Center  for  Research  &  Education on Aging  (CREA)
University of California, Berkeley
 
 

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  Aging Theories
 
 
 



 
 
 

Molecular Theories of Aging

 

Codon restriction

Fidelity and/or accuracy of mRNA message translation is impaired with aging due to cell inability to decode the triple codons (bases) in mRNA molecules


Somatic mutation

Type of stochastic theory of aging that assumes that an accumulation of environmental insults eventually reaches a level incompatible with life, primarily because of genetic damage.


Error catastrophe

Errors in information transfer due to alterations in RNA polymerase and tRNA synthetase may increase with age resulting in increased production of abnormal proteins.


Gene regulation

Aging is caused by changes in the expression of genes regulating both development and aging.


Dysdifferentiation

Gradual accumulation of random molecular damage impairs regulation of gene expression.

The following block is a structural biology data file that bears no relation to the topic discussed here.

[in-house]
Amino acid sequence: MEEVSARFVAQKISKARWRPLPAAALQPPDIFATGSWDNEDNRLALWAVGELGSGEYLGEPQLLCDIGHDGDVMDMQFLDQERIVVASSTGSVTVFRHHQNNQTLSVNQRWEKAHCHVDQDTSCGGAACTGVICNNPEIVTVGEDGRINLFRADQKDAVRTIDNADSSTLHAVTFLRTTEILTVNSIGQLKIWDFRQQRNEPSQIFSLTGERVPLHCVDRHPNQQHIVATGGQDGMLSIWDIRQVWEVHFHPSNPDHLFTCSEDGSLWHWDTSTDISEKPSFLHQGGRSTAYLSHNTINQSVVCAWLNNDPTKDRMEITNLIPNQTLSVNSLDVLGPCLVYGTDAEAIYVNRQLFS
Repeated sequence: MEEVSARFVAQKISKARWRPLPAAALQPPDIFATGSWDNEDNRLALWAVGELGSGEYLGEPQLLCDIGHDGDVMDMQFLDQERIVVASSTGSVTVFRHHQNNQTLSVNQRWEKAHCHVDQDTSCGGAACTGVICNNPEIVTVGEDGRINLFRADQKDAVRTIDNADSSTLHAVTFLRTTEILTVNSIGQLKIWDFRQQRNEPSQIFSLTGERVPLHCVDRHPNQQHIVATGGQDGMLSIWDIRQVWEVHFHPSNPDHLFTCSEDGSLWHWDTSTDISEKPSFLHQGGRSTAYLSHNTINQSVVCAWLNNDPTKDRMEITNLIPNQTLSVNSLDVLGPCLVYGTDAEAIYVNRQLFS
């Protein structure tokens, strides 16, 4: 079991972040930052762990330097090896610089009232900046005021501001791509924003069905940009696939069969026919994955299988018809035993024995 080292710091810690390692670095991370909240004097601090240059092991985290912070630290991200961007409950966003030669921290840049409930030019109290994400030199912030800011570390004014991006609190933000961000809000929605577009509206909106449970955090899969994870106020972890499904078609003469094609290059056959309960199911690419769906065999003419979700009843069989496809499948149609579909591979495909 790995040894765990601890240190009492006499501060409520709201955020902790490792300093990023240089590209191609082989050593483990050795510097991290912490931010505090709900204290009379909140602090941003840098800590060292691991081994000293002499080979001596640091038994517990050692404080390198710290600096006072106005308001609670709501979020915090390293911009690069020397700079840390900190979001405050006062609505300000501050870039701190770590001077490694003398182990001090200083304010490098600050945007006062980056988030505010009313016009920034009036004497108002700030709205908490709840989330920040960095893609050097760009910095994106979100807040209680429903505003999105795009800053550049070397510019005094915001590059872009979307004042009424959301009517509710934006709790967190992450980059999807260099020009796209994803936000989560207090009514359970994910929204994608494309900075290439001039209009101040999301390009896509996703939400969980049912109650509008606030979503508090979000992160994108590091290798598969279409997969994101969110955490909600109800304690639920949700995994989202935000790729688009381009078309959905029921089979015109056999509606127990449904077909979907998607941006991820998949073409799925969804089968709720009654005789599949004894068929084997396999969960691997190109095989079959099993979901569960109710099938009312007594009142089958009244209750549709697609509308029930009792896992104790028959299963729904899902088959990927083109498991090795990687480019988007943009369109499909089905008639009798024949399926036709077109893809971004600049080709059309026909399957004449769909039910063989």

Cellular Theories of Aging

 

Wear-and-tear

Intrinsic and extrinsic factors influence life span


Free radical accumulation

Oxidative metabolism produces free radicals which are highly reactive and thus damages DNA and/or proteins and thus degrades the system structure and function.


Apoptosis

Process of systematically dismantling key cellular components as the outcome of a programmed intracellular cascade of genetically determined steps.

 
 



 
 
 
 
 

System Theories of Aging

 

Rate-of-living

An old theory that assumes that there is a certain number of calories or heart beats allotted to an individuals and the faster these are used the shorter the life.


Neuroendocrine

Alterations in either the number or the sensitivity of various neuroendocrine receptors gives rise to homeostatic or homeodynamcis changes that results in senescence.


Immunologic

Immune system reduces its defenses against antigens and thus results in an increasing incidence of infections and autoimmune diseases.

 
 



 
 
 
 
 

Evolutionary Theories of Aging

 

Antagonistic pleiotropy

Alleles that have beneficial effects on fitness at young ages can also have deleterious effects on fitness later in life.


Mutation accumulation

The force of natural selection declines at older ages to a point where it has little impact on recurrent deleterious mutations with effects confined to late life.


Disposable soma

Preferential allocation of energy resources for reproduction to the detriment of maintenance and survival of somatic cells.